Does this offer a significant advantage on Windows Vista or 7 given the existence of SuperFetch?
(In reply to comment #6) > --enable-faststart is the build-time option for enabling the preloading of > components as you describe in comment #0. It's not specific to WinCE. Dietrich, I guess I owe you an apology, as it may have sounded like I bashed you in my post. The latest comments describes exactly what I was looking for with my original post. Starting Firefox on Windows, especially, is too slow. I think we can all agree on that. While that wouldn't justify us putting this in by default, the fact that, a web browser very often is the first application a user launch on their computer (we can have a poll about this soon, to confirm it), does. Here are my two suggestions for keeping this "controlled": 1. It should only be activated if Mozilla Firefox is the standard browser on the computer. This way, we know that the user intends to launch Mozilla Firefox and not another browser. 2. The option to turn this off should be clearly visible in our settings. ------ Anything else?
Is it possible to activate this in the current Firefox trunk build? And if so, how?
Not everyone uses their PC for browsing. Every software company is so enthralled by their own product that they are blind to the fact that not everyone uses their product all the time. This blindness and also arrogance is why OS start-up times (you know, that's the thing EVERYONE uses for VARIOUS things) are so damned long. I am sick and tired of self-important software makers who force loading their oh-so-important product on start-up. For instance: The FIRST thing I do after EACH OpenOffice installation is to deactivate the friggin' auto-start. I'm glad OpenOffice makes it relatively easy (right-click on the auto-freaking-start tray icon and deselect it. But it's still an annoyance, and most users don't even know it's auto-starting at all. With most other programs, it's even worse (i.e. nearly impossible to deactivate auto-start). Operating Systems should be allowed to load as QUICKLY AS POSSIBLE. Don't bog them down with self-importance. The default should be OFF. Please. (OK, there was "some" ranting intertwined in that otherwise important message)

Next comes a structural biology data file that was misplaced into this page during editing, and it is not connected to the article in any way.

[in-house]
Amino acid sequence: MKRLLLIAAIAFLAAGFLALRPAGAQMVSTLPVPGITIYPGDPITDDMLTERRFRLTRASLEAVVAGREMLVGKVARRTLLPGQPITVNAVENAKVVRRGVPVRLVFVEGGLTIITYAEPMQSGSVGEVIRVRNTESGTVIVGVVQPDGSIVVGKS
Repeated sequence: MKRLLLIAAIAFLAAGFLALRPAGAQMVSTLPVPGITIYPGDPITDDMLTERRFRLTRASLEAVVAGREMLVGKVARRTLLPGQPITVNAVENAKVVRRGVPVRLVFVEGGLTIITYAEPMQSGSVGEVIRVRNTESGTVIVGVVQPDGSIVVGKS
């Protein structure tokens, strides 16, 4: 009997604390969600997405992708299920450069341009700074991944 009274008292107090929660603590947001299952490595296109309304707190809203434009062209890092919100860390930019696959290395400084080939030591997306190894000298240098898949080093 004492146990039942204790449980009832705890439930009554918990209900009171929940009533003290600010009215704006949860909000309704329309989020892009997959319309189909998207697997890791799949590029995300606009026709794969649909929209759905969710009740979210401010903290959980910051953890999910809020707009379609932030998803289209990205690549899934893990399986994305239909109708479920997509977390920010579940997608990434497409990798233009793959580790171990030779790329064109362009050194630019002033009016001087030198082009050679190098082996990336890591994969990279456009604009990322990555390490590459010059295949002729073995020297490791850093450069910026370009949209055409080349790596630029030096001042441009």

I know exactly what you mean Peter, and with most stuff (Adobe, Openoffice) I do the same thing. "Not everyone" surely isn't everyone, but might as well be 99%. That's why I'd like us to have a poll about it to see which behavior is the most common. I've heard people saying "and the first thing I do is hit the browser icon" many, many times. Also, I am I'm no way working for Mozilla, nor are my (IRL) friends. Still, all of them want this feature. ------- Another option is that we simply implement this and make it default to off, and then we gets some statistics on how many people who visited the settings and actually enabled this (and thinks this should be enabled by default).
Even for people who open the browser most of the time, there are still often times when a user doesn't need the browser during a session (e.g., to play a resource-hungry game, write a quick letter, quickly start up some music during a party). And starting up a program with the OS will make those tasks needlessly longer. The "total" start-up time for Firefox will still be the *same* (Firefox-in-OS + rest-of-Firefox = total time). It's cheating, plain and simple. There is no net gain. So you either wait longer for your OS to start up *every time* (including when you don't need Firefox), or your OS starts up faster and Firefox loads at its actual time. The logic is that loading Firefox with the OS will yield an overall loss in time. It will *never* yield an overall win.